Worldwide STOP pressure injury day!

Thursday, November 21, 2019

Did you know that just 30 minutes of pressure on one part of the body is enough to cause a pressure injury? As part of Worldwide STOP Pressure Injury Day, pressure injury expert and Queensland Health podiatrist Peta McKay explains what pressure injuries are and how healthcare workers can reduce the risk of pressure injuries to their patients.

What are pressure injuries?

Peta says pressure injuries can also be referred to as pressure ulcers or bed sores, but that "injury" is the clinically correct term. 'Pressure injuries are the result of tissue damage caused either by unrelieved pressure or shear force. While anyone can get a pressure injury, those with restricted mobility in hospital or in care are more at risk.'

'They can happen anywhere on the body, are extremely painful and can take a long time to heal. Generally, pressure injuries develop on bony parts of the body touching the surface like the shoulders, buttocks, ankles and elbows.'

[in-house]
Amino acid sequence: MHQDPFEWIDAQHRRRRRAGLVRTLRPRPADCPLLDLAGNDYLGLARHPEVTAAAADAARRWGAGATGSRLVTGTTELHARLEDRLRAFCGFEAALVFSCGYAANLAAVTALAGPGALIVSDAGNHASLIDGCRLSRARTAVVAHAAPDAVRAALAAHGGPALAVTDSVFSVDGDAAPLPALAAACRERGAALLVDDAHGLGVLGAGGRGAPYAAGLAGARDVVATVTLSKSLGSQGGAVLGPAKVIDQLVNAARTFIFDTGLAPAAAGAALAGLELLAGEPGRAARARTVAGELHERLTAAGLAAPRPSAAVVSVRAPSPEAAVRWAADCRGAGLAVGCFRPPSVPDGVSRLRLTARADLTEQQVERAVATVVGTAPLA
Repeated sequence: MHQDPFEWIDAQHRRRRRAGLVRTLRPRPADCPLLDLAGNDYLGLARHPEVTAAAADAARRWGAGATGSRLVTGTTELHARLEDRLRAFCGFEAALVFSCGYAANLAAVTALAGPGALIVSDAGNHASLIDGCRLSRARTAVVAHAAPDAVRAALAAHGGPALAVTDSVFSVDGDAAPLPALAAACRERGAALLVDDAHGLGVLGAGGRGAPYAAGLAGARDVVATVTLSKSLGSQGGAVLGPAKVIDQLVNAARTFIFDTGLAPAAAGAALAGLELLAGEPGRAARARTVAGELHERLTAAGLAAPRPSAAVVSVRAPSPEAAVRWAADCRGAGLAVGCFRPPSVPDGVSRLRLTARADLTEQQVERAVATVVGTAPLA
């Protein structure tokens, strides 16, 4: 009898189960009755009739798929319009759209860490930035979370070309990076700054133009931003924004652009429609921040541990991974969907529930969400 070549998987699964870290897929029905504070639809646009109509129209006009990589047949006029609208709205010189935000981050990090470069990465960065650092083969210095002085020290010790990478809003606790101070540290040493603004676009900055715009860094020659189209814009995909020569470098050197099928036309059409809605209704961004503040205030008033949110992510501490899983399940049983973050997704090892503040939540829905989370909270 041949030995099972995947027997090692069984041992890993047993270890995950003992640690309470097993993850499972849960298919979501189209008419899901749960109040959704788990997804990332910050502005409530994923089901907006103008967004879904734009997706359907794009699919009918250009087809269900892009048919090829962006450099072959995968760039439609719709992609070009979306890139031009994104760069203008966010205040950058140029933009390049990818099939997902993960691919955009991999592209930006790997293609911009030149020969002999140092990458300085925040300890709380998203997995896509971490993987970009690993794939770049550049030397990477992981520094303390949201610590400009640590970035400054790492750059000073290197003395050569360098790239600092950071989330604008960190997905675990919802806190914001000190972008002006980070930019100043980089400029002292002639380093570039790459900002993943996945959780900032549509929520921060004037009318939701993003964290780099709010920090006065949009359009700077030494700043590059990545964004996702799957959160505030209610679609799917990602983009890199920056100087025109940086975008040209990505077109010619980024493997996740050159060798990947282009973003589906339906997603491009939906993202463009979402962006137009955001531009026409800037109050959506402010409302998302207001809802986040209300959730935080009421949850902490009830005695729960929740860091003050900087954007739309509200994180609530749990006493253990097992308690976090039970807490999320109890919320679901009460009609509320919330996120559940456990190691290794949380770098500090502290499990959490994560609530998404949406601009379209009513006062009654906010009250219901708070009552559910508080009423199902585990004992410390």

Signs of pressure injuries

Identifying a potential or developing pressure injury is vital in preventing further damage to the skin and tissue. Initially, pressure injuries might cause:

  • painful areas
  • red/purple/blue skin
  • blisters
  • swelling
  • dry or shiny areas of skin
  • warm or cool skin.

'A pressure injury might initially look like a minor issue, but serious damage can be hiding under the surface of the skin which can become infected and cause scarring,' Peta says.

Working together to prevent pressure injuries

'Pressure injuries can delay a patient’s recovery and discharge by weeks or even months, so preventing or stopping them from causing serious damage is in everyone’s best interest.'

Presenting at our Patient Safety and Quality Education Session today, Peta advised to prevent pressure injuries from developing healthcare workers should:

  1. encourage patients to make small movements of the body and shift pressure
  2. ensure the patient’s bedding is kept dry
  3. tell patients to let staff know if they experience unusual or unexplained pain in their heels, ankles or toes
  4. show patients how best to position the bed as per the Pressure Injury Prevention (PIP) poster.
Pressure injuries to the lower limb: Float the heels, flex the knees back no more than 30 degrees

Clinical Excellence Queensland’s Pressure Injury Prevention program has contributed to a reduction in hospital-acquired pressure injuries from 14% in 2003 to 3% in 2018, which equates to preventing pressure injuries in 67,213 overnight inpatients.

More information

Visit the Pressure injury prevention page to learn more about this type of injury.

Last updated: 21 November 2019